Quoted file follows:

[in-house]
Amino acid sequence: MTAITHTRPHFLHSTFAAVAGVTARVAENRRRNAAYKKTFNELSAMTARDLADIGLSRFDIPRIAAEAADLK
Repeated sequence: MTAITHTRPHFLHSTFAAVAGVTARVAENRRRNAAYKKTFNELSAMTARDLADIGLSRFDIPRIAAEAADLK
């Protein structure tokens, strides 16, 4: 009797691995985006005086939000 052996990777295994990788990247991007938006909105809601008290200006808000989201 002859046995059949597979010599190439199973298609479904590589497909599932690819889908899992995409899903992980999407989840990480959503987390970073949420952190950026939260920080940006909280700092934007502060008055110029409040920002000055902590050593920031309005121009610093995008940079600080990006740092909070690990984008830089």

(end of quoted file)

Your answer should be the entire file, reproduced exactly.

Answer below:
[in-house]
Amino acid sequence: MTAITHTRPHFLHSTFAAVAGVTARVAENRRRNAAYKKTFNELSAMTARDLADIGLSRFDIPRIAAEAADLK
Repeated sequence: MTAITHTRPHFLHSTFAAVAGVTARVAENRRRNAAYKKTFNELSAMTARDLADIGLSRFDIPRIAAEAADLK
């Protein structure tokens, strides 16, 4: 009797691995985006005086939000 052996990777295994990788990247991007938006909105809601008290200006808000989201 002859046995059949597979010599190439199973298609479904590589497909599932690819889908899992995409899903992980999407989840990480959503987390970073949420952190950026939260920080940006909280700092934007502060008055110029409040920002000055902590050593920031309005121009610093995008940079600080990006740092909070690990984008830089």